Germany's economy suffered a surprise contraction in the second quarter, as its GDP shrank for the first time in more than a year. Uncertainty caused by global conflicts led to lower trade and investment.
Germany's Federal Statistics Office, Destatis, on Thursday released the second-quarter growth figure for Europe's biggest economy showing a contraction by 0.2 percent compared with the previous three-month period.
In addition, Destatis revised the German first-quarter GDP figure from 0.8 percent to 0.7 percent. The decline between April and June surprised analysts, who had predicted the German economy would stagnate in a consensus forecast.
"The slowdown was more significant than expected. We don't see much of an upswing in the third quarter either," Holger Sandte from Nordea Bank told the news agency Reuters.
Stefan Kipar, analyst with regional German lender BayernLB, told the same news agency that uncertainty over the crisis in Ukraine and other regional conflicts would continue to stall German growth, with foreign trade failing to provide "a significant boost in the foreseeable future."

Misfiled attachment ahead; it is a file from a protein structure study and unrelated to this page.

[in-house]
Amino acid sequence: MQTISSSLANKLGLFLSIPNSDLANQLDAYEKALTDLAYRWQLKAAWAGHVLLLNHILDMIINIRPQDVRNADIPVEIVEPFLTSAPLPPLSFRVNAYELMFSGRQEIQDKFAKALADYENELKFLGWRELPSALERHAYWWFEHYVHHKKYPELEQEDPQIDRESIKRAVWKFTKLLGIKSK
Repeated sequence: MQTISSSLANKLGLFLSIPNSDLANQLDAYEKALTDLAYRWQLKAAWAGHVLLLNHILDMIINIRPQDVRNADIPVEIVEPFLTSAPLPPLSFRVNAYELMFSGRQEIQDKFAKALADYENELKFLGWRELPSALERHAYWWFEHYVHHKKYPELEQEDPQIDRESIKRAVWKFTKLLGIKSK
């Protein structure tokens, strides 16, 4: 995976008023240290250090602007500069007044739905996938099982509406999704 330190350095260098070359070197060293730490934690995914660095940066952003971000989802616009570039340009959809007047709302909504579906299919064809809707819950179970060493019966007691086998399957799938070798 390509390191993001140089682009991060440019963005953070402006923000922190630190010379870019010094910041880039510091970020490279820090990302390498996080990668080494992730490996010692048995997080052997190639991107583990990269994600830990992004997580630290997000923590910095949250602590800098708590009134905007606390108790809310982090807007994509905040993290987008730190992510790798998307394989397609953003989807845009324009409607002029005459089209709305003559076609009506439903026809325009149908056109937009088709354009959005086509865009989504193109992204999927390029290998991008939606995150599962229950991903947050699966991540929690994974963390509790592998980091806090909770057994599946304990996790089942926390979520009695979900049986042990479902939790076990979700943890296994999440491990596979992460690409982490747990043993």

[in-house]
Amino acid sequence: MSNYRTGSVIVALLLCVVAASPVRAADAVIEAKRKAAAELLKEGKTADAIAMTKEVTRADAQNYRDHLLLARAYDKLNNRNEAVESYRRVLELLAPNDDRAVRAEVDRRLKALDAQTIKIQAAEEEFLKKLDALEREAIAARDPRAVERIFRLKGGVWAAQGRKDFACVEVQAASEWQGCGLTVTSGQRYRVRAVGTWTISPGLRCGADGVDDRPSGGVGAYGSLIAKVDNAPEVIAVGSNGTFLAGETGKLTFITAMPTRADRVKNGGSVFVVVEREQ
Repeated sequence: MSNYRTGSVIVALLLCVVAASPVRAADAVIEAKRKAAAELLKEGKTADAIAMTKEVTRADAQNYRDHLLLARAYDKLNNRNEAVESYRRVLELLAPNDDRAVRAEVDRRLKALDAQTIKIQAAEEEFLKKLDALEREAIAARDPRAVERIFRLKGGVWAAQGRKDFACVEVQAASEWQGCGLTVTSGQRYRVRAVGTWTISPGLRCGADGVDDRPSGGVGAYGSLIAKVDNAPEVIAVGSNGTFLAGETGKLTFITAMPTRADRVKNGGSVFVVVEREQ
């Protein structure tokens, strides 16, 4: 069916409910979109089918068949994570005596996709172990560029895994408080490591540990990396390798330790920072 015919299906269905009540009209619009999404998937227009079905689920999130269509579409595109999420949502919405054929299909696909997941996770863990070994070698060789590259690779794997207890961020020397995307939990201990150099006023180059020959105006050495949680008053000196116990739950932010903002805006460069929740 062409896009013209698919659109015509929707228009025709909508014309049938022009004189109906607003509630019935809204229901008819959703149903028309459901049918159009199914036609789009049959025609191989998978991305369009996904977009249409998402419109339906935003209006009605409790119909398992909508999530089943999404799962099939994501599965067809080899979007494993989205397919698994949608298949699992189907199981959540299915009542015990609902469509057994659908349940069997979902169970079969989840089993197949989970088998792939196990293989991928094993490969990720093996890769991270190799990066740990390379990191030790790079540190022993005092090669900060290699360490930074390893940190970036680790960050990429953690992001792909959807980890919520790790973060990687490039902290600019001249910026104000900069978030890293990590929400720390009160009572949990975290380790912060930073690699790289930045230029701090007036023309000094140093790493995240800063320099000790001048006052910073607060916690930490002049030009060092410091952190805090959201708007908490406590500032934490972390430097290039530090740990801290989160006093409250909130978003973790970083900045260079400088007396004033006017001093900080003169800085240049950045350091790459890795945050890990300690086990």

Gains in private and public spending, the statisticians said, had failed to offset a marked decline in construction activity. Moreover, the German foreign trade balance contributed less to the gross domestic product than in previous quarters because exports had fallen while imports had grown. Lackluster capital investment also reduced growth, Destatis added.
The data, combined with weakness in other large countries like Italy, is likely to raise new doubts about the recovery in the euro zone. The currency area is struggling to emerge from a deep recession, with the recovery proving to be fragile so far.
uhe/kms (dpa, Reuters, AFP)